Who will succeed the President?
ASIAWEEK. August 6, 1999
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WHO WILL SUCCEED President Ong Teng Cheong after Singapore holds it second-ever presidential elections by the end of August? Some sources say Ong, 63, wanted to stand again, but encountered opposition from Deputy Prime Minister Lee Hsien Loong - or maybe it was that PM Goh Chok Tong failed to push Ong's candidacy strongly enough.
Others point out that Ong's parting diatribe about the lack of top-level coordination leaves little doubt that he wanted out of the presidency.
Speculation on his replacement centers on four men: civil service chief Lee Ek Tieng, Public Service Commission head Andrew Chew, chairman of Singapore Press Holdings Lim Kim San and S. R. Nathan, former ambassador to the US Lim, 83, may be too old, while Lee, 65, is considered too old school.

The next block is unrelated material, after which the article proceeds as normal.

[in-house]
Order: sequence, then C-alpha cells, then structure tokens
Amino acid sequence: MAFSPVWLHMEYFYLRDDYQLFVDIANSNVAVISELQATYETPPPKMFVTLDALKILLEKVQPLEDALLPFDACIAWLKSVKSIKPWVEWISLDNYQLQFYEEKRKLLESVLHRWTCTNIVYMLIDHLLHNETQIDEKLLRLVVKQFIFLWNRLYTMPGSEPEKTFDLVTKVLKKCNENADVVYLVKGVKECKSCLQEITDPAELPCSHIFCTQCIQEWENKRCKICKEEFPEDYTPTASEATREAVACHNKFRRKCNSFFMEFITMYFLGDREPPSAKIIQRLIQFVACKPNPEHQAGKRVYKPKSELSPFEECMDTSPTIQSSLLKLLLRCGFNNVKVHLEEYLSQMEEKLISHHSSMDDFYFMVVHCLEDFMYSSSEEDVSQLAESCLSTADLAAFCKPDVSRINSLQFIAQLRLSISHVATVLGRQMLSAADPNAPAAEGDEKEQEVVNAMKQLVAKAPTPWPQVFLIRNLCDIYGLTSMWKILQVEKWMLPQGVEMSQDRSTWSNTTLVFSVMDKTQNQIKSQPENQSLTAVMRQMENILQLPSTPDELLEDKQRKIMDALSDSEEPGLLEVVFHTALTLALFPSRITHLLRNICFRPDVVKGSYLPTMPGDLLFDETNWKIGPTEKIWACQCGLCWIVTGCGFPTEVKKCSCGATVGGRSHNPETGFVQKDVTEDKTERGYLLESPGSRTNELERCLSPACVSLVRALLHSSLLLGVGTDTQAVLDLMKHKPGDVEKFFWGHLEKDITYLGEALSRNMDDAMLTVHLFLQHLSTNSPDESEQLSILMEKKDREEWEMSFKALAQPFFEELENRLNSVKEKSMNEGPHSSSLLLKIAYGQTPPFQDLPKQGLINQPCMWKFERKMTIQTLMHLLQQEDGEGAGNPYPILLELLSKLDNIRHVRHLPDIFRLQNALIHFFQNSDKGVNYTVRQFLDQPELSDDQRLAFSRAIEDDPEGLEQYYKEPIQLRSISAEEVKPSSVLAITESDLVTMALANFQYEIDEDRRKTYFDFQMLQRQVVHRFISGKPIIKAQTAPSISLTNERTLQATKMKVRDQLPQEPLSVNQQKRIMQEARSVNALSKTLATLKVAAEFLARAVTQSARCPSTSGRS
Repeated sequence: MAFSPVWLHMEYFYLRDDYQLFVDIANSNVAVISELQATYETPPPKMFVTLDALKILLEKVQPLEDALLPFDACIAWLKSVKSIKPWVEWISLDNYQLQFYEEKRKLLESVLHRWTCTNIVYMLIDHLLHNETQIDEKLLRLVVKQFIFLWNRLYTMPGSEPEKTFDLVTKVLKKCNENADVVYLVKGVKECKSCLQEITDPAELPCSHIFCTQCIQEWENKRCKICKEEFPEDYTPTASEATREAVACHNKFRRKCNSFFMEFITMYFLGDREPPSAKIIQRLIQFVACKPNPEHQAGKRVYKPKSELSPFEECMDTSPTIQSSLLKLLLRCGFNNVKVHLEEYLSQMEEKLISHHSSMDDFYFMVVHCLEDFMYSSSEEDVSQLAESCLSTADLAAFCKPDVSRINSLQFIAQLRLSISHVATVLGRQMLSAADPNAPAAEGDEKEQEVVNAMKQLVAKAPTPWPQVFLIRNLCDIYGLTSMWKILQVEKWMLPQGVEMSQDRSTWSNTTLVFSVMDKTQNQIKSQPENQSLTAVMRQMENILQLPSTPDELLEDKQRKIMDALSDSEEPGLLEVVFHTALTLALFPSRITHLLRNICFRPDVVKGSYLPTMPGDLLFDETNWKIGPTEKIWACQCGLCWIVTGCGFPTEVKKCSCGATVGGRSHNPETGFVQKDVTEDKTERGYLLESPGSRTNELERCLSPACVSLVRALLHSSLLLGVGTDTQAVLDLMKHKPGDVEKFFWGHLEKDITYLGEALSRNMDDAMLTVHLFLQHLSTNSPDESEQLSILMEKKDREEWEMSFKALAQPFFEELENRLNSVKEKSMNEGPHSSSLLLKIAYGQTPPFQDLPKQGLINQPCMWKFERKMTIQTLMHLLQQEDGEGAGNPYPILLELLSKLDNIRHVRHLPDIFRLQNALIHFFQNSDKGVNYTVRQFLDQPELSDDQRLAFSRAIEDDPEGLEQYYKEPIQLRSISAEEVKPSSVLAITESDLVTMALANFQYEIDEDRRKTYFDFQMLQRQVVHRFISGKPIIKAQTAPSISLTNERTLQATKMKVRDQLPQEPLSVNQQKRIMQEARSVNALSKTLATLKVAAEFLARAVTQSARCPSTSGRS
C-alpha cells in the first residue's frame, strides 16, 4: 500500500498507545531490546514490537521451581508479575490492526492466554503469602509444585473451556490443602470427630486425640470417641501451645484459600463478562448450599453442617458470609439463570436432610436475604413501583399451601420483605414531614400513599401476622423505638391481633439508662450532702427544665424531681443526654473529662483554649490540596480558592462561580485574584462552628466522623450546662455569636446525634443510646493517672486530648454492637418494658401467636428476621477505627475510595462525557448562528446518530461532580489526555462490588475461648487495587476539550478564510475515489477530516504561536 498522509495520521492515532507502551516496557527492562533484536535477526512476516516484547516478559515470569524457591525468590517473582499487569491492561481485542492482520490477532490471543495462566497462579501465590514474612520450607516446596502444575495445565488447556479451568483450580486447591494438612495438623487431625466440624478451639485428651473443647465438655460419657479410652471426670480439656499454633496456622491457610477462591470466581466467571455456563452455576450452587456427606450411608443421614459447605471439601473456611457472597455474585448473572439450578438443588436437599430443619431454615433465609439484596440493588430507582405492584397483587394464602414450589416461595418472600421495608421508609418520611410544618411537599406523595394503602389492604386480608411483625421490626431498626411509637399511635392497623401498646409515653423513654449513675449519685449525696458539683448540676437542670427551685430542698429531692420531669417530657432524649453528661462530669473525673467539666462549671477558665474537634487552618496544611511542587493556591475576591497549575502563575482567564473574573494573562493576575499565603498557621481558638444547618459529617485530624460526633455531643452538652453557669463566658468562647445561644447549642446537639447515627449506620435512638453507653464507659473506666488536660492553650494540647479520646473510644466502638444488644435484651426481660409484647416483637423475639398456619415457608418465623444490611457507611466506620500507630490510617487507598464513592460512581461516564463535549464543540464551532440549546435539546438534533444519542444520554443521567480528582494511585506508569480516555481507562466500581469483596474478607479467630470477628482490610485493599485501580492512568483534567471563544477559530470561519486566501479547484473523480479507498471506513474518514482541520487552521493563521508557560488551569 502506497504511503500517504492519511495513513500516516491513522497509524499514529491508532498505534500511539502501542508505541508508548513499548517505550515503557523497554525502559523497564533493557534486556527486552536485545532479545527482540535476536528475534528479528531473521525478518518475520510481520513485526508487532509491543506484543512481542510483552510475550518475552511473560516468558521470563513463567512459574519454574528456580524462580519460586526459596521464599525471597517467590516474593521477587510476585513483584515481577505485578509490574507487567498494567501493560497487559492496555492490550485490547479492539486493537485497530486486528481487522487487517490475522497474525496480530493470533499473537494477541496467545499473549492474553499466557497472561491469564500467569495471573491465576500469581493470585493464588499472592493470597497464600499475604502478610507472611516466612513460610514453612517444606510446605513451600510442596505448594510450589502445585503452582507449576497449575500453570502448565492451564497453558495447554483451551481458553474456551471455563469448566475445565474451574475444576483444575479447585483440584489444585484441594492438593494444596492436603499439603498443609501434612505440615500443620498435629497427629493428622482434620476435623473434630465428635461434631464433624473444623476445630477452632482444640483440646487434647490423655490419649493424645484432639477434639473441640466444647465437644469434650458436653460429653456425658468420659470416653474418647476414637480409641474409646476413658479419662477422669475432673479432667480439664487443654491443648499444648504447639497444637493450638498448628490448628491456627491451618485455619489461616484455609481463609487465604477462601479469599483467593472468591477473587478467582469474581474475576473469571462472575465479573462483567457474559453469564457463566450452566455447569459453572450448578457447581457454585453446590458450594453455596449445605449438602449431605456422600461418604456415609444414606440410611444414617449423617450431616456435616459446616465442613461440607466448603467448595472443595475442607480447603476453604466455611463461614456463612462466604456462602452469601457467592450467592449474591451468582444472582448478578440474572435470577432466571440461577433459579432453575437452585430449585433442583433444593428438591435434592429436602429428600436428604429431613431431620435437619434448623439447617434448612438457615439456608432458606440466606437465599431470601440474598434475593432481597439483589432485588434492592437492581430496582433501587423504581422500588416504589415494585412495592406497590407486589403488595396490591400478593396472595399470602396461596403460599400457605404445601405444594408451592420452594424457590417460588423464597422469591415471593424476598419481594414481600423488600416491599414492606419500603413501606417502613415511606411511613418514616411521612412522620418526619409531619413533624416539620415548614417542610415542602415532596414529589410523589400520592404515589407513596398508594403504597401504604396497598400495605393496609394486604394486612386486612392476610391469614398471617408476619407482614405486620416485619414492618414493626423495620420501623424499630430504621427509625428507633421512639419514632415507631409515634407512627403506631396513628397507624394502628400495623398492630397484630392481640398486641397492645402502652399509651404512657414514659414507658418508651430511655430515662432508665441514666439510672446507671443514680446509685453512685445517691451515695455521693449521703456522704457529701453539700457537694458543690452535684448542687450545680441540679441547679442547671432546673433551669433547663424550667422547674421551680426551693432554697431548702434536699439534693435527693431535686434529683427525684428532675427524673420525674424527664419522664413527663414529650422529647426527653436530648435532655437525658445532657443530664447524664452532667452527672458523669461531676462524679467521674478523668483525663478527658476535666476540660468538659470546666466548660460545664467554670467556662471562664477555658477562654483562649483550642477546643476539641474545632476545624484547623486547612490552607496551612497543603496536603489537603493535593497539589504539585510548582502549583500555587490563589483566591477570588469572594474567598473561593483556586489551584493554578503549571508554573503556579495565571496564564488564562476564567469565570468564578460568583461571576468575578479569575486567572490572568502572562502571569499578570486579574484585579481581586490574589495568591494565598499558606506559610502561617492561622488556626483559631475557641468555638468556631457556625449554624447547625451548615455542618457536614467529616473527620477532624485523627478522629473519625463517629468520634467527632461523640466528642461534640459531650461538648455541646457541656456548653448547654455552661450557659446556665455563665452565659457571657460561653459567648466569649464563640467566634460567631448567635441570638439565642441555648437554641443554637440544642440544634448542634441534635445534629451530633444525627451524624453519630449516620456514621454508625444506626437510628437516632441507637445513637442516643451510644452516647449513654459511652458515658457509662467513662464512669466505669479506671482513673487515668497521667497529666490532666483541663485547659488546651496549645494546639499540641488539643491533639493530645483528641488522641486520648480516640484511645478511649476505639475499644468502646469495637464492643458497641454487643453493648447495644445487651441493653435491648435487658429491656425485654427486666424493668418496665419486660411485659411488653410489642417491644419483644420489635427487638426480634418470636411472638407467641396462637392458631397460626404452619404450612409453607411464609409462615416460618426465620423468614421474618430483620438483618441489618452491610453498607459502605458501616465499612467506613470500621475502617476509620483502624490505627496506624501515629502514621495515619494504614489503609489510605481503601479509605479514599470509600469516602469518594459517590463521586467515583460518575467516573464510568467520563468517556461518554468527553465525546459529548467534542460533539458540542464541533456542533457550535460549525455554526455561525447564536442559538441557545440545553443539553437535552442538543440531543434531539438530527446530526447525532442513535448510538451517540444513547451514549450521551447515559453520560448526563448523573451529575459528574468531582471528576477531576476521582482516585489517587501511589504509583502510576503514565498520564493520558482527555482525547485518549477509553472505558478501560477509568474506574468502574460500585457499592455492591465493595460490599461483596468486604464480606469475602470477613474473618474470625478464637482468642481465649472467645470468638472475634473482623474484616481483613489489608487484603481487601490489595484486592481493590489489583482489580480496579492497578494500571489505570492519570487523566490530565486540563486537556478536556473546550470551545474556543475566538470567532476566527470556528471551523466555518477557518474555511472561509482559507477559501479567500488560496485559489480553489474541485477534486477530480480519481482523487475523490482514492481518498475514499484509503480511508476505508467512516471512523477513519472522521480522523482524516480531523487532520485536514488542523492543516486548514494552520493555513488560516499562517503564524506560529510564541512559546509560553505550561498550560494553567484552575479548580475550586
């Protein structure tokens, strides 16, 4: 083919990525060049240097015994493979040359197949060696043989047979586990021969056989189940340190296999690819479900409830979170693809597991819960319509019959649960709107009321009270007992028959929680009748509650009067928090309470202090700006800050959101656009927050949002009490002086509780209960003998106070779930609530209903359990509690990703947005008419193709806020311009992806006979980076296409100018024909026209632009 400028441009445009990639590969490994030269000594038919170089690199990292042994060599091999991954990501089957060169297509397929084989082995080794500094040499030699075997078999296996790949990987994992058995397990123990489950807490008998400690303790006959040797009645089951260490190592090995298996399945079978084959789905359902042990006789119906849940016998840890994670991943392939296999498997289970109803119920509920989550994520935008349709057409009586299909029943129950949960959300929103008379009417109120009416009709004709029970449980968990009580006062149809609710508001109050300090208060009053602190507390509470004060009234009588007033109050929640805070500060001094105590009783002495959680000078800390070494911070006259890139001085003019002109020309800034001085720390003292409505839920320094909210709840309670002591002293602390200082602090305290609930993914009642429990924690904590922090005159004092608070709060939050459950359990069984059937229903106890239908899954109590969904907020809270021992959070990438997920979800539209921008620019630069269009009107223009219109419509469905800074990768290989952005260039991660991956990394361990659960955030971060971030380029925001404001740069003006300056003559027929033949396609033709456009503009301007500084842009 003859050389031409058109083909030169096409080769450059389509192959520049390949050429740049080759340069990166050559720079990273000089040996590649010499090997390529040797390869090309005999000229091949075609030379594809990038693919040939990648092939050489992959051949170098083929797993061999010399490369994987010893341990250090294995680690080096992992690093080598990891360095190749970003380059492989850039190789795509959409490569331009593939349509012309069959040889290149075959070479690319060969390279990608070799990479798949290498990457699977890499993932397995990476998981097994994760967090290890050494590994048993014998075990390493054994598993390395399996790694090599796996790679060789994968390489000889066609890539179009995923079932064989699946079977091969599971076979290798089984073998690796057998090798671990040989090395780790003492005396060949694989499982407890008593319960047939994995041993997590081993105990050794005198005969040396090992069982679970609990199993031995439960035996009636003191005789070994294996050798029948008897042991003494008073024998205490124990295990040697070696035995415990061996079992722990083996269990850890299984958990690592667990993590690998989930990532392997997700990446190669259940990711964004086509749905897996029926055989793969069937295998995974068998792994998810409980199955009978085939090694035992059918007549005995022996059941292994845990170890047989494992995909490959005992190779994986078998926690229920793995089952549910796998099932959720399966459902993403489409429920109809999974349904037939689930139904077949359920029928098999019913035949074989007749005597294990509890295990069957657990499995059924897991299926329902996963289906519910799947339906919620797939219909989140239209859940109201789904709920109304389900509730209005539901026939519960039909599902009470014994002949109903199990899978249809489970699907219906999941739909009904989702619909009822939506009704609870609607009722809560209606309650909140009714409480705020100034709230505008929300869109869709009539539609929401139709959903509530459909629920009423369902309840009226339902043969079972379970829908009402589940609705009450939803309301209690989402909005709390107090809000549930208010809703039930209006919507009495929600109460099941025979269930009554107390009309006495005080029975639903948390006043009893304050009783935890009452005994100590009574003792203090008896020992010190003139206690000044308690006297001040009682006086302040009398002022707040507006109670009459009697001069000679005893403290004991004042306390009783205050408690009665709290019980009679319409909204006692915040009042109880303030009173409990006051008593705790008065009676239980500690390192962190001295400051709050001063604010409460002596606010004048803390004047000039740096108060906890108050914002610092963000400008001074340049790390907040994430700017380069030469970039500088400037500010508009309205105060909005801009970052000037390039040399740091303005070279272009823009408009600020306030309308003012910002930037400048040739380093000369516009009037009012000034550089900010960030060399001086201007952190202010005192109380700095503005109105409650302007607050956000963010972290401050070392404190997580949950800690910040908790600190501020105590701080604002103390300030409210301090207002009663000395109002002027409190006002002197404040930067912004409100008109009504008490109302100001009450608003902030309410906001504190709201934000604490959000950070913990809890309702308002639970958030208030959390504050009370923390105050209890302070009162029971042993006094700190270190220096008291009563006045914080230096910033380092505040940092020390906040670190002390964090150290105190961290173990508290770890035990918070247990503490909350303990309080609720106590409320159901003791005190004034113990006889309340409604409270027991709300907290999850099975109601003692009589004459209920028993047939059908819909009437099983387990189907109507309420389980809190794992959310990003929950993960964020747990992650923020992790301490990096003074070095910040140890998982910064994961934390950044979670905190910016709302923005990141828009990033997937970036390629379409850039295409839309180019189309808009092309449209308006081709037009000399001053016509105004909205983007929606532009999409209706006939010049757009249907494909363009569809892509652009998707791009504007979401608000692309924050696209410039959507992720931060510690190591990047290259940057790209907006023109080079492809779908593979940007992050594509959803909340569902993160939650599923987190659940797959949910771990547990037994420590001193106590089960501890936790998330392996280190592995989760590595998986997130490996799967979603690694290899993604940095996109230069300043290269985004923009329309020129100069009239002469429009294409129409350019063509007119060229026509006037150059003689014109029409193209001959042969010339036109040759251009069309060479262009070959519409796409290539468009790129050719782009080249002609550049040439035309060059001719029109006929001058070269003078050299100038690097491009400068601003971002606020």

Neither is well-known or terribly inspiring. Chew, 69, isn't a dynamic public figure either, but he is seen as something of a Lee Kuan Yew man, less likely to display the occasional flashes of independence that marked Ong's six years in office.
Nathan, 75, may have one key advantage: he is not Chinese. Customarily, the presidency is rotated among Singapore's major ethnic groups. That practice might be abandoned now that the president is no longer just a figurehead, but wields oversight powers over finances.
There is talk of one dark horse: Tony Tan, 55, Singapore's other, popular, DPM. But the feeling is that Goh is reluctant to lose him from his cabinet. And there are questions of his loyalty to B.G. Lee, who seems set to become the next prime minister.